Paul Levi and the Origins of the United-Front Policy in the Communist International

Historical Materialism 25 (1):131-174 (2017)
Download Edit this record How to cite View on PhilPapers
During its first four congresses, held annually under Lenin, the Communist International went through two distinct phases: while the first two congresses focused on programmatic and organisational aspects of the break with Social-Democratic parties, the third congress, meeting after the putsch known as the ‘March Action’ of 1921 in Germany, adopted the slogan ‘To the masses!’, while the fourth codified this new line in the ‘Theses on the Unity of the Proletarian Front’. The arguments put forward by the first two congresses were originally drafted by leaders of the Russian Communist Party, but the initiative for the adoption of the united-front policy came from the German Communist Party under the leadership of Paul Levi. This article explores the historical circumstances that turned the German Communists into the pioneers of the united-front tactic. In the documentary appendix we add English versions of two documents drafted by Levi: the ‘Letter to the Central Committee of the Communist Party of Germany’ on the Kapp Putsch, dated 16 March 1920, and thekpd’s ‘Open Letter’ of 8 January 1921, which gave rise to the united-front tactic.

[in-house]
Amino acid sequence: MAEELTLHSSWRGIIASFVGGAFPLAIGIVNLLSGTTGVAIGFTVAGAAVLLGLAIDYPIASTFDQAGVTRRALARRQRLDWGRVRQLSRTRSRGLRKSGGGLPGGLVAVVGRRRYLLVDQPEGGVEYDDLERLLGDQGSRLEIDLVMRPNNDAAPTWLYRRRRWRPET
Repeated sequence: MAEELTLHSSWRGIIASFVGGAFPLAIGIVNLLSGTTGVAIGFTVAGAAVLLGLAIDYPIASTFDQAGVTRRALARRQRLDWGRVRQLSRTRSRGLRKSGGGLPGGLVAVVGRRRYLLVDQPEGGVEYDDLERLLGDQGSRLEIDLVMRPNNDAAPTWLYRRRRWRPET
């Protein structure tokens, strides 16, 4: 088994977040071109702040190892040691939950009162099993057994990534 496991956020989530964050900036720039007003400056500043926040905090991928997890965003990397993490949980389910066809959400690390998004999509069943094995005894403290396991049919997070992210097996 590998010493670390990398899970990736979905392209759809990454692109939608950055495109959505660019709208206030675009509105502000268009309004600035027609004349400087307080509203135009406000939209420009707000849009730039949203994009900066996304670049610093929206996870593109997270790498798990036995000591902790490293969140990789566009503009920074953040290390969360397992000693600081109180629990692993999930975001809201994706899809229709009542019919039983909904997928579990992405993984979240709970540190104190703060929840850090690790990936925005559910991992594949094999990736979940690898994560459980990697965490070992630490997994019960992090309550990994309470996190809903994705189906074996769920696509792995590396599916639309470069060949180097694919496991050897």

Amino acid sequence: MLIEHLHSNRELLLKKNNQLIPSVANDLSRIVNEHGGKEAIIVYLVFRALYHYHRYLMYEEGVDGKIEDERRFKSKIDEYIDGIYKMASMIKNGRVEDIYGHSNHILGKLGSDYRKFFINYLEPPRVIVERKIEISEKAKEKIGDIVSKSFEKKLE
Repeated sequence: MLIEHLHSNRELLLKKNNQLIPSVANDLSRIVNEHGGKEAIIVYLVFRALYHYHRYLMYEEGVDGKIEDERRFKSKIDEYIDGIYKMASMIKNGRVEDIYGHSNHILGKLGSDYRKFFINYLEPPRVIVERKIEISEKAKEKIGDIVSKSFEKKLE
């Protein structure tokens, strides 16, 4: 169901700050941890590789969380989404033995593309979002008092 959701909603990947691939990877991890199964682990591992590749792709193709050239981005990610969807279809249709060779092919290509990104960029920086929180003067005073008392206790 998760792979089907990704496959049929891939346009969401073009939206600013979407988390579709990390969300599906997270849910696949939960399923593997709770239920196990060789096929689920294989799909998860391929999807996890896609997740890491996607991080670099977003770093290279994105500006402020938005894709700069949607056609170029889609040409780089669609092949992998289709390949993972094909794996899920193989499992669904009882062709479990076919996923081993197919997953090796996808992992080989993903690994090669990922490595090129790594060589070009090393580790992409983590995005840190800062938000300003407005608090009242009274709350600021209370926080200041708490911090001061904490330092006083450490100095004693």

No keywords specified (fix it)
No categories specified
(categorize this paper)
PhilPapers/Archive ID
Revision history
Archival date: 2019-06-07
View upload history
References found in this work BETA
The German Revolution 1917-1923.Broué, Pierre; Archer, John; Birchall, Ian & Pearce, Brian
Rosa Luxemburg.Nettl, J. P.

Add more references

Citations of this work BETA

Add more citations

Added to PP index

Total views
51 ( #38,937 of 46,392 )

Recent downloads (6 months)
30 ( #26,352 of 46,392 )

How can I increase my downloads?

Downloads since first upload
This graph includes both downloads from PhilArchive and clicks to external links.